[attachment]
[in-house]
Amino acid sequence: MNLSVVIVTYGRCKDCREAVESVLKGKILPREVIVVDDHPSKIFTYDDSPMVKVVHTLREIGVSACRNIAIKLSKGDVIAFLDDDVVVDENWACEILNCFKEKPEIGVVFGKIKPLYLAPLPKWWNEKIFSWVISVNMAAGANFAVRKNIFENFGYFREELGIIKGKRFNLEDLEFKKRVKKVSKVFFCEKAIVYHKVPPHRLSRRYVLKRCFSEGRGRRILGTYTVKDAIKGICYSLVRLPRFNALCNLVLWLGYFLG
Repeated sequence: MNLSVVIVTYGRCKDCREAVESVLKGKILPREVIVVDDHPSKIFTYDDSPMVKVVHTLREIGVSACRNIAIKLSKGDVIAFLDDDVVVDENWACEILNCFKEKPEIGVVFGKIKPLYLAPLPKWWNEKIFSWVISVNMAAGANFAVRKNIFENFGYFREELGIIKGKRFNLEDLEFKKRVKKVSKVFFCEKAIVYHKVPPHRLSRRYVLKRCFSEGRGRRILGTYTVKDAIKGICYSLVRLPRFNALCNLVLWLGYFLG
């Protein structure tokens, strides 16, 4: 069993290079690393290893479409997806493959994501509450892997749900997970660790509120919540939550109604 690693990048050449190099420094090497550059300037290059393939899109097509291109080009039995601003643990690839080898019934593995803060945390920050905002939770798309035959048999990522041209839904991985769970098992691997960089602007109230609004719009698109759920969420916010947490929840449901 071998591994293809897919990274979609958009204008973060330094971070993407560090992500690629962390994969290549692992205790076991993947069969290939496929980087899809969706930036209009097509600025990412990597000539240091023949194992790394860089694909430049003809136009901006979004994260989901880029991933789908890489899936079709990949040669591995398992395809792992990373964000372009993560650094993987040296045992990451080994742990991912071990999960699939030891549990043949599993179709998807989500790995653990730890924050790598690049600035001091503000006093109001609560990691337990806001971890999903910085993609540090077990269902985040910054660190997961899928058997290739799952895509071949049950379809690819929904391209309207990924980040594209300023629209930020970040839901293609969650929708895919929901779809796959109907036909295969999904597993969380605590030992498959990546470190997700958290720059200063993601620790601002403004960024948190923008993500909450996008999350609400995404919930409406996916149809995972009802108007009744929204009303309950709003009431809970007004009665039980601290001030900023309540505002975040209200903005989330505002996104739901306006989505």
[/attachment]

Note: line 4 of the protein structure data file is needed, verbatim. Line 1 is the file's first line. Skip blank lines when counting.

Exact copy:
């Protein structure tokens, strides 16, 4: 069993290079690393290893479409997806493959994501509450892997749900997970660790509120919540939550109604 690693990048050449190099420094090497550059300037290059393939899109097509291109080009039995601003643990690839080898019934593995803060945390920050905002939770798309035959048999990522041209839904991985769970098992691997960089602007109230609004719009698109759920969420916010947490929840449901 071998591994293809897919990274979609958009204008973060330094971070993407560090992500690629962390994969290549692992205790076991993947069969290939496929980087899809969706930036209009097509600025990412990597000539240091023949194992790394860089694909430049003809136009901006979004994260989901880029991933789908890489899936079709990949040669591995398992395809792992990373964000372009993560650094993987040296045992990451080994742990991912071990999960699939030891549990043949599993179709998807989500790995653990730890924050790598690049600035001091503000006093109001609560990691337990806001971890999903910085993609540090077990269902985040910054660190997961899928058997290739799952895509071949049950379809690819929904391209309207990924980040594209300023629209930020970040839901293609969650929708895919929901779809796959109907036909295969999904597993969380605590030992498959990546470190997700958290720059200063993601620790601002403004960024948190923008993500909450996008999350609400995404919930409406996916149809995972009802108007009744929204009303309950709003009431809970007004009665039980601290001030900023309540505002975040209200903005989330505002996104739901306006989505």